The luxury of travel
Updated: 2013-10-03 07:47
By Wang Wen (China Daily)
Chinese tourists observe wild animals at Kenya's Lake Nakuru National Park on May 2, 2005. The number of Chinese touring abroad in 2013 is expected to increase 15 percent over last year to 95.7 million individual trips. Wang Hongda / Xinhua
Growing prosperity has given wings to not only an elite Chinese jetsetter class but also to a high-end outbound tourism sector to help them fly higher. Wang Wen reports.
Such high-end tourism activities have long been pastimes of the Western upper class. But they increasingly cater to China's emerging new rich.
Take HHtravel, the Ctrip.com subsidiary focused on high-end tourism. Its "around the world in 80 days" trip departing in February 2014 sold out 15 seconds after the service became available in March 2013.
The travel agency offers the group tour once a year. No more than 10 travelers attend annually. The 2014 trip costs 1.18 million yuan ($192,800) a person.
The offer's ticket prices keep going up. And the time it takes to sell out keeps going down.
The trip that departed in February 2013 was priced at 1.01 million yuan and sold out in 17 seconds. It took nine minutes to sell out HHtravel's 2011 60-day trip.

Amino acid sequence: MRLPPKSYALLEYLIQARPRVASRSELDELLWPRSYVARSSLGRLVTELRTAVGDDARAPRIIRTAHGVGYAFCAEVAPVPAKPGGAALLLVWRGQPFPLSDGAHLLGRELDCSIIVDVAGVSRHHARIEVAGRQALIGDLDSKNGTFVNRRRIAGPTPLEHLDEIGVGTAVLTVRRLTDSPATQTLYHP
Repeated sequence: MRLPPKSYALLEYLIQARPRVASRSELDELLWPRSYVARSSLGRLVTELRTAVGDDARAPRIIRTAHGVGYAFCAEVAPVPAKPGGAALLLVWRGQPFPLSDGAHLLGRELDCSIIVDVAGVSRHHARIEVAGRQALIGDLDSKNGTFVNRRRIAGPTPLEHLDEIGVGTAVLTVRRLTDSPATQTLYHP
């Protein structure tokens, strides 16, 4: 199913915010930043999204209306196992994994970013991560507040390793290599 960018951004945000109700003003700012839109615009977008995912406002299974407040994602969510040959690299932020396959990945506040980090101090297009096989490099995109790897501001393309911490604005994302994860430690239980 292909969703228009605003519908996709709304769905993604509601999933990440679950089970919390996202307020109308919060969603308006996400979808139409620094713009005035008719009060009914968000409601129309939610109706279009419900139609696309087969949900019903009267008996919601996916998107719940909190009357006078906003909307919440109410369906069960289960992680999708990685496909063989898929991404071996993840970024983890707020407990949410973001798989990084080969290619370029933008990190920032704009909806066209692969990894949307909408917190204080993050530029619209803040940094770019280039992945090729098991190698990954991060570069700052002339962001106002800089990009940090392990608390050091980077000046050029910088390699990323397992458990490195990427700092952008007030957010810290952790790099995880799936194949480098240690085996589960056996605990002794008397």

"China's luxury tourism market is growing much faster than we expected in quality and quantity," HHtravel's CEO Jack You said.
The market doubles or triples every year, he explained.
But luxury tourism remains a niche market in China.
HHtravel's 10-person maximum is less than the country's average 15-person minimum for ordinary tour groups.
But the travel agency said it is not about the numbers as much as the influence - ultimately, the affluence - of elite tourists. The economic pyramid's tip enjoys a comparable amount of spending power to the broader base of consumers beneath.
"China's (wealthy) minority wields huge influence," You said.
The overall growth of outbound tourism from the country has grown fast. That creates market demand for luxury travel.
The number of Chinese residents touring abroad in 2013 is expected to increase 15 percent over last year to 95.7 million individual trips. Spending on outbound tourism is expected to reach $117.6 billion, a 20 percent year-on-year increase, the China Tourism Academy has forecast.
Chinese tourists climb the Sydney Harbor Bridge with Matthew Mitcham (third from the left), the Australian diver who took the gold medal at the 2008 Beijing Olympics, on Feb 3, 2011, to celebrate the Chinese Spring Festival. Jiang Yaping / Xinhua